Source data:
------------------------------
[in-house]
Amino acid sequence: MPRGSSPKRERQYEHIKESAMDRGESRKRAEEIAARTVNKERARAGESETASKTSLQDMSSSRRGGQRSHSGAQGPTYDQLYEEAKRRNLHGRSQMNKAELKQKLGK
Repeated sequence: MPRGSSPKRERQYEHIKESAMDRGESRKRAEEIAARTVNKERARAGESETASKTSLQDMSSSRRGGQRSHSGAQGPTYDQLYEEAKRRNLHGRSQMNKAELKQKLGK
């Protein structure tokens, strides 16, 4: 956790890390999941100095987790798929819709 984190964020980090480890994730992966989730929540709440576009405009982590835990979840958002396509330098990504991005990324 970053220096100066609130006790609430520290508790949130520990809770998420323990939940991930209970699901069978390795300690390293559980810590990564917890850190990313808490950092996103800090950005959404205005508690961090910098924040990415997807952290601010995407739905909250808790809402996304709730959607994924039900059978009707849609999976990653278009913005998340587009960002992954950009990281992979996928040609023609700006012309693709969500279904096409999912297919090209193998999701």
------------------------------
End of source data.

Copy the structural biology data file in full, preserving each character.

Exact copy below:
[in-house]
Amino acid sequence: MPRGSSPKRERQYEHIKESAMDRGESRKRAEEIAARTVNKERARAGESETASKTSLQDMSSSRRGGQRSHSGAQGPTYDQLYEEAKRRNLHGRSQMNKAELKQKLGK
Repeated sequence: MPRGSSPKRERQYEHIKESAMDRGESRKRAEEIAARTVNKERARAGESETASKTSLQDMSSSRRGGQRSHSGAQGPTYDQLYEEAKRRNLHGRSQMNKAELKQKLGK
């Protein structure tokens, strides 16, 4: 956790890390999941100095987790798929819709 984190964020980090480890994730992966989730929540709440576009405009982590835990979840958002396509330098990504991005990324 970053220096100066609130006790609430520290508790949130520990809770998420323990939940991930209970699901069978390795300690390293559980810590990564917890850190990313808490950092996103800090950005959404205005508690961090910098924040990415997807952290601010995407739905909250808790809402996304709730959607994924039900059978009707849609999976990653278009913005998340587009960002992954950009990281992979996928040609023609700006012309693709969500279904096409999912297919090209193998999701």